June 20, 2018 for the MBA for a Day Workshop. Your Lean Business Plan. In a Day.
Harvard MBA, Managing Director at Intuit, EVP Global Marketing at Corel, VP of Marketing at Cendant Hospitality Division, VP of Marketing at eGroups (Yahoo), Microsoft product management Word for Windows, product management at Gillette and Clairol
Sales and Business Development Strategist, Branding specialist for nutritional foods and dietary supplements
We've worked on notable brands on a global scale--Gillette, Microsoft, and Quicken, to name a few.
In 2007, Jim Kouzas interviewed Jacqueline Maartense about her unusal approach to leadership--closing the company down for a day.
Here's what former clients and colleagues are saying on LinkedIn.
We've got 30 years' experience across the entire range of marketing functions from strategy, brand building, product marketing, demand generation, communications, and more.
How do you create competition to inspire the team? For Quicken checkbook software, the arch rival was the pen. We literally jumped on our competitor's products to summon our killer instincts and inspire innovation.
That was the question I asked my team the first day on the job as General Manager of Intuit’s UK office in 1997. I remember looking out at a sea of faces: some quizzical, some excited, and some downright angry.
We were 3 weeks away from the annual product launch--we had to deliver a product to manufacturing, or risk missing our numbers, and continuing to struggle from negative profitability. So, of course, I decided to shut down the company for a training day.
You could pick the engineers from the group. They were the ones with their arms crossed and feet tapping--they wanted to get back to their real jobs: fixing bugs and readying software for launch. You could also pick out the janitor and the back-office staff--they were the ones with puzzled looks wondering why I was asking them about customers. That was Marketing’s job.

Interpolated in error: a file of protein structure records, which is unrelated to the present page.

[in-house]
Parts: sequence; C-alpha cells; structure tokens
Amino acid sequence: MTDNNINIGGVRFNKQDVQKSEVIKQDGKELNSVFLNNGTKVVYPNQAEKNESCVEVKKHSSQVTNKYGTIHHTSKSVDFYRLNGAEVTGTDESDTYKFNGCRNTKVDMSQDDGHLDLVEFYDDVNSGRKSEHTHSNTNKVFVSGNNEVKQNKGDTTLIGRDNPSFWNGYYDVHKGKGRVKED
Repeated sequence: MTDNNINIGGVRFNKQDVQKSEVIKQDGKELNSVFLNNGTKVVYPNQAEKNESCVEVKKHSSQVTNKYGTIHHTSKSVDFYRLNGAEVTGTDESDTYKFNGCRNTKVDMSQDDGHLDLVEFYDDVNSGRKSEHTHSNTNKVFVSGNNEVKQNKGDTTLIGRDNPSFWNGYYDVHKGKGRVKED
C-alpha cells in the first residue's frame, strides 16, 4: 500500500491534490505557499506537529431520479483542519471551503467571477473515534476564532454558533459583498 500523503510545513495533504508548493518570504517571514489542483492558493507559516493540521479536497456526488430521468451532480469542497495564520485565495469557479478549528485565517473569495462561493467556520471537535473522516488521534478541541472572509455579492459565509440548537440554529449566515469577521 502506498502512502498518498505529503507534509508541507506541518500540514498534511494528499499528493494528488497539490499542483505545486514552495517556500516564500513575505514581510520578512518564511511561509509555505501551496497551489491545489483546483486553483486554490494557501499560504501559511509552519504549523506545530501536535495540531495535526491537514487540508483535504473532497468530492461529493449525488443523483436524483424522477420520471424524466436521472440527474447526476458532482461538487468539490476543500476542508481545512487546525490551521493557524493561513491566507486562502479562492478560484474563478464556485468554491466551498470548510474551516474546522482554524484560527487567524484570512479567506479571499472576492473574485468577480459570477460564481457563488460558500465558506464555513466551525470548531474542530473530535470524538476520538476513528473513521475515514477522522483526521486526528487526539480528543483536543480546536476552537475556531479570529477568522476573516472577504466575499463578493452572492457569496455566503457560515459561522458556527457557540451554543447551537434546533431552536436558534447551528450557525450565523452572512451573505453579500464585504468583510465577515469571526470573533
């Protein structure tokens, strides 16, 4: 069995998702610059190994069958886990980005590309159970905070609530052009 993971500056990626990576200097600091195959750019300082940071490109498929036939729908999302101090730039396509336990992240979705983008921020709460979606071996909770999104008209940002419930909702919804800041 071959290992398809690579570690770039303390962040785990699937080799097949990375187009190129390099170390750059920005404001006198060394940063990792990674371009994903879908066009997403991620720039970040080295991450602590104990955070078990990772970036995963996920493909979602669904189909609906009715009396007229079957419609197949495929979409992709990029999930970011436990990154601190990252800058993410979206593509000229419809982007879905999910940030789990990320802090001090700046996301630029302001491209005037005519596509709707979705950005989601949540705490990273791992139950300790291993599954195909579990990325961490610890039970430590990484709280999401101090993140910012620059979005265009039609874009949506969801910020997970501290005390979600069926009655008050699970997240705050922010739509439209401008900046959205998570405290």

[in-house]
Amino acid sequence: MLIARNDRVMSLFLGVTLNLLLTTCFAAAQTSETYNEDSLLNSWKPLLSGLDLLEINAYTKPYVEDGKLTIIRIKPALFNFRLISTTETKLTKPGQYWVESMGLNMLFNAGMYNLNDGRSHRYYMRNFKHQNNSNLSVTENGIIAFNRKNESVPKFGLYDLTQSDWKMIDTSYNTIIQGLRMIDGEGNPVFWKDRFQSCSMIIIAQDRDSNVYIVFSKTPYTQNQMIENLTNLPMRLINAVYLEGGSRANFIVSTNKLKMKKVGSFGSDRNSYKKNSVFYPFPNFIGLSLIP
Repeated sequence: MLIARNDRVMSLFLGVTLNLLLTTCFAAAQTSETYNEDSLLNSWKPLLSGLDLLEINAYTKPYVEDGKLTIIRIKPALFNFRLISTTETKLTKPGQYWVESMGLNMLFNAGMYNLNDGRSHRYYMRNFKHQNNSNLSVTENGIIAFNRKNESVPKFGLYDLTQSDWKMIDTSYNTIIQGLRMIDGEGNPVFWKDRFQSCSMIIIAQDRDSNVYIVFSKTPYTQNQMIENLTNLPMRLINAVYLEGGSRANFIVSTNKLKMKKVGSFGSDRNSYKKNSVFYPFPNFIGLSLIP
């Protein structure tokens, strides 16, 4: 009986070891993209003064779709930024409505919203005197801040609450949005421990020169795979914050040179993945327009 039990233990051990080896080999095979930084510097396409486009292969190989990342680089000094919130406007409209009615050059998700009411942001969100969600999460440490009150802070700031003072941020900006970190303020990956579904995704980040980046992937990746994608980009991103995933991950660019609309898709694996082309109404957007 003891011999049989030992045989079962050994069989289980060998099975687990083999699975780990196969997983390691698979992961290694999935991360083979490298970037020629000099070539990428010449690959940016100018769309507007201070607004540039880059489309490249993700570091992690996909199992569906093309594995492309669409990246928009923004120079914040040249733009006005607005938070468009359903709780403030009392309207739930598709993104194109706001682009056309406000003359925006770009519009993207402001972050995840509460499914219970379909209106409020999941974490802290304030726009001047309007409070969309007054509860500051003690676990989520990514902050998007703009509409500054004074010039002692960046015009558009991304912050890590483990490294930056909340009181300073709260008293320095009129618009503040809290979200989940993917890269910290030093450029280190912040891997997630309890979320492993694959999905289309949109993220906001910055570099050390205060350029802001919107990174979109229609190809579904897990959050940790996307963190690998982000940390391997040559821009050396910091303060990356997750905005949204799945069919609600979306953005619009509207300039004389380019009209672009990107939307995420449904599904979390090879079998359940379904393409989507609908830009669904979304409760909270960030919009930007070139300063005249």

I drew in my breath and I shared that today was about redefining the way we think about getting profitable. We each needed to find our connection with the customer so we can re-direct our energy towards delivering a brand promise of customer delight. The way to win was to listen and ask better questions than anyone else on the planet.
More puzzled faces.
I asked for a leap of faith that day. We spent the morning teaching everyone how to ask a powerful question and we embraced a new skill: everybody always listening.
The next step was to put everyone on the phones with a list of customer numbers. “Call them”, I said. “Ask them what you can do to make a difference in their lives' today.”
What took place that afternoon even surprised me. The energy in the room started to grow. The grumpy faces turned to smiles, and the smiles turned to---something more.
We turned a company on fire that day, and transformed the culture in a heartbeat.
The grumpiest engineer said it best: “When I started listening to customers’ problems I started to get excited. I realized: I can FIX THAT!” Even the janitors and the admin staff began to discover their connection, too. Many of their friends were Quicken or QuickBooks users and they realized that those relationships were opportunities for listening, learning, and giving back in a way that they hadn’t previously valued.
Building a culture of questioning and listening is what this company is all about at its heart. We believe that transformation can happen in a heartbeat. We know that asking better questions is a skill that can be learned and taught.
We live in a world where we get answers at our fingertips. We just Google it. What will separate the winners of tomorrow are those that ask a better question in the first place. Our purpose is to help others develop a culture of listening and inquiry so that we can all turn the world on fire--one day at a time.
We turbocharge our process with technology such as group thought mapping and thought collecting that will get you to the best questions faster and with more internal alignment. We introduce a query-based approach to strategy planning, product-service management, branding, and more.
The best question will drive innovation and breakthrough thinking. It’s as easy and as hard as that.